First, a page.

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The neighborhoods of South and East Los Angeles, where KIPP LA students and alumni live, face astonishingly high levels of illiteracy, drug abuse, gang violence, and juvenile crime. Schools are overcrowded and underperforming; virtually all traditional public middle and high schools are failing according to No Child Left Behind. Overall, fewer than 10 percent of students in these neighborhoods attend a four-year college or university after graduating high school and only 4 percent go on to obtain a degree.</br></br>Today more than ever, students in underserved communities need an outstanding education to prepare them for success in life and to overcome the cycle of poverty. Research suggests that by 2018, 63 percent of jobs will require some higher education. By comparison, only 36 percent of jobs will be available to those with a high school degree or lower, leaving those without higher degrees access to even fewer jobs than they have today. Over the course of a lifetime, college graduates will earn on average $1.6 million more than those without a degree.</br></br>Unfortunately, the youth of South and East Los Angeles are highly unlikely to graduate high school college-ready or go on to graduate college. According to The Education Trust West, only 22 percent of LAUSD students graduate with the requirements necessary to enroll in a University of California institution. This is the case for only 16 percent of Latino students. Research suggests that just over half of these students will matriculate to college and only 41 percent of them will graduate. Based on these figures, we estimate that only 4 percent of students in South and East Los Angeles actually obtain a college degree within six years.</br></br>KIPP LA, on the other hand, is succeeding at helping students from underserved communities “climb the mountain” to and through college. With the unwavering support of KIPP LA’s KTC team, 96 percent of our alumni are attending 140 high-performing, college-prep high schools, and nearly 85 percent are currently attending over 80 colleges and universities across the country. We foresee that our alumni – as self-directed, purposeful college graduates – will also work to improve educational and economic opportunities across Los Angeles. This will mean stronger economic outcomes, such as lifetime earnings and employment rates, in the city’s currently most underserved areas. Thus, supporting KIPP LA is not only an investment in underserved students’ education and preparation for college; it is an investment in the future of our city and country.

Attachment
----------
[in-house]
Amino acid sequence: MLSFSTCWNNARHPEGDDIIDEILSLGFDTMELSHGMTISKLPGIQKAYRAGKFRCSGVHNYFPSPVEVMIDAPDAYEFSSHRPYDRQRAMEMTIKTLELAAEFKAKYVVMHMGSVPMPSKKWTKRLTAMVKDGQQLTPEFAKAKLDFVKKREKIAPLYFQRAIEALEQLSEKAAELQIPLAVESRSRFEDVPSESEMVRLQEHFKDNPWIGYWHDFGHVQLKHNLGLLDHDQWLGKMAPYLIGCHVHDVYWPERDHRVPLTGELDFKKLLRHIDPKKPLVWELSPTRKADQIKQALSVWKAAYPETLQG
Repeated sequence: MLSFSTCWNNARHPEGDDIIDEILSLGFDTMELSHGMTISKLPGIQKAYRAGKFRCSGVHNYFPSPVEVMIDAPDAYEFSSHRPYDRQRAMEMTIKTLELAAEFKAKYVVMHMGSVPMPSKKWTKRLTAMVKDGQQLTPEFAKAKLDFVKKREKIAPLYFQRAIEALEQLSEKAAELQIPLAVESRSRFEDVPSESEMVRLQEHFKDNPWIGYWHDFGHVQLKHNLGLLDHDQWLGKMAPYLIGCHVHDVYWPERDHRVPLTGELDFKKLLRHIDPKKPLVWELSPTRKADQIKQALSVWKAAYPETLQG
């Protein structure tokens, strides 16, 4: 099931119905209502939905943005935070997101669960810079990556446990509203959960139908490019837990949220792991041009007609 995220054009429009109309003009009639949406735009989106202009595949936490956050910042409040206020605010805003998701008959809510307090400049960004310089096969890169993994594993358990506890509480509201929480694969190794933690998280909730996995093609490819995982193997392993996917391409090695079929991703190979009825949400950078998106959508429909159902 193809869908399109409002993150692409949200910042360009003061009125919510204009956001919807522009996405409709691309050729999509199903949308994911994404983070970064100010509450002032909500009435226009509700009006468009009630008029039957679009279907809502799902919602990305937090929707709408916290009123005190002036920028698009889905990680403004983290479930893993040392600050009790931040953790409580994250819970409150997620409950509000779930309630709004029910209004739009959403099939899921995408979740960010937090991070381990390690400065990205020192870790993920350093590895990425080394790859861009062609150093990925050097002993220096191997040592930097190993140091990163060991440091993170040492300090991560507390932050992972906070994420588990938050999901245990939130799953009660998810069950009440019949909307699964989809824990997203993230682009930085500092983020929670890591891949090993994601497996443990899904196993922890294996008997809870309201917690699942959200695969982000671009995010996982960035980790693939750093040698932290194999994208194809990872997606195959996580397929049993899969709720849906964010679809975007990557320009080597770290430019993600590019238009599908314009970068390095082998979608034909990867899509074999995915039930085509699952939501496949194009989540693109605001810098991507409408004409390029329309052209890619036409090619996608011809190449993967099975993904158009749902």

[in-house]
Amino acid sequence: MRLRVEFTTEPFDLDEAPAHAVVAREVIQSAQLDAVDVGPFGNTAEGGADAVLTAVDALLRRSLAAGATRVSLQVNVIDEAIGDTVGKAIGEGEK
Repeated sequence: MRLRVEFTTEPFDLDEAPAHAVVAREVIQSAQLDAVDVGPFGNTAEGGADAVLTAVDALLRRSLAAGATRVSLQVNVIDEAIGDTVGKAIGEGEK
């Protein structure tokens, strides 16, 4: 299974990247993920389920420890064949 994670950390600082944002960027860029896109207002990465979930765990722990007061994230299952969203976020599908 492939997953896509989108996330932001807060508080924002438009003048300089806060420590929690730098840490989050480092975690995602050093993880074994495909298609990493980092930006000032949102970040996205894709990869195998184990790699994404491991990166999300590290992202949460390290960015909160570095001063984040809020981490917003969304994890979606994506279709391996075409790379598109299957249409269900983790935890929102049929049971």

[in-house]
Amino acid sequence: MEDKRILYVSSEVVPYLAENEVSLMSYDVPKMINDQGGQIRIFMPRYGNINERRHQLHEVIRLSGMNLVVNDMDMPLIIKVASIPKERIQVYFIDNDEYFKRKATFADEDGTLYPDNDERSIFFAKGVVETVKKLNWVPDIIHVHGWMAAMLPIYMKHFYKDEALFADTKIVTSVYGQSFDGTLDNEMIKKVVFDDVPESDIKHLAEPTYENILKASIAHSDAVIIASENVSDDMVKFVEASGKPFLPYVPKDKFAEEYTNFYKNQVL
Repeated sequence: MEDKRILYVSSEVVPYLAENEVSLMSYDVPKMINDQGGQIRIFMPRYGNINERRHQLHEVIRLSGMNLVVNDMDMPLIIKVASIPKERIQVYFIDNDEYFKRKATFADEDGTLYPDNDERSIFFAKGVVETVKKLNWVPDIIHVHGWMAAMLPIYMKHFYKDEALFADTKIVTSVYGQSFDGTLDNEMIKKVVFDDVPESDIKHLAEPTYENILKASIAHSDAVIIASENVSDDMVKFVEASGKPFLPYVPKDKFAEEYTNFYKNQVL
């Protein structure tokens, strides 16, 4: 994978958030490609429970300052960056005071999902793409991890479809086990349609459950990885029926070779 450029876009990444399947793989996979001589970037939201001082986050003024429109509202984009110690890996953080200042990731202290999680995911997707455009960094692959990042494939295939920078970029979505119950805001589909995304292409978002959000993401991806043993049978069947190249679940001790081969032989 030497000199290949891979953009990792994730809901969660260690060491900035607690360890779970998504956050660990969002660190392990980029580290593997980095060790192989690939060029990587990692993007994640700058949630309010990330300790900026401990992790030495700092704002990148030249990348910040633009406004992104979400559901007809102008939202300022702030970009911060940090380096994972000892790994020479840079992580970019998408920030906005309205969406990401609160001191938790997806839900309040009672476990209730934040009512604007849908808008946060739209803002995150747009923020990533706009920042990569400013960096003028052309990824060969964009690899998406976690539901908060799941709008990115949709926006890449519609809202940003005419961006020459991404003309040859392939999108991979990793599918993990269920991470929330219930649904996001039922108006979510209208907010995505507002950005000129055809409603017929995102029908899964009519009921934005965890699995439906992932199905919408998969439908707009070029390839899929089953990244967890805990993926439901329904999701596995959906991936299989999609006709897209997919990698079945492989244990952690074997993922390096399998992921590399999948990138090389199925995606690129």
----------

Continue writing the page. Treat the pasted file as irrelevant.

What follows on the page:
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<p>To date, we have held partnerships with several schools in Los Angeles including Pio Pico Elementary, Sixth Avenue Elementary, the UCLA Community school and Dorris Place Elementary. Our flagship partnership is at Dorris Place Elementary. Dorris Place has worked very closely with us to isolate students struggling the most and place them in an after-school program. With our tutors working with their students, we have found major improvements not only in test scores, but in attitude as well. Dorris Place represents the model we hope to replicate in every school in the district that is home to underserved communities. Outside of schools, we have also partnered with School On Wheels, whose mission is to enhance educational opportunities for homeless children in grades K-12 in the Los Angeles area. Our platform has enabled their volunteer tutors from around the nation to continue to tutor students who have been forced to move to new homeless shelters. </p> <p>All of our partners have benefitted from our services and will see those benefits increased many times from an enhanced focus on the individual needs of the student. This is what the APPM provides. The individual experience will help teachers and administrators identify problem areas for students and fix them with Learn To Be tutors at their side. </p> <p>Ultimately, the true benefit for Los Angeles will come when all struggling students are provided the individualized attention they deserve and the APPM combined with Learn To Be tutoring can serve that function. </p>

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RADAR L.A. International Theater Festival; A vital investment in L.A.Theater Artists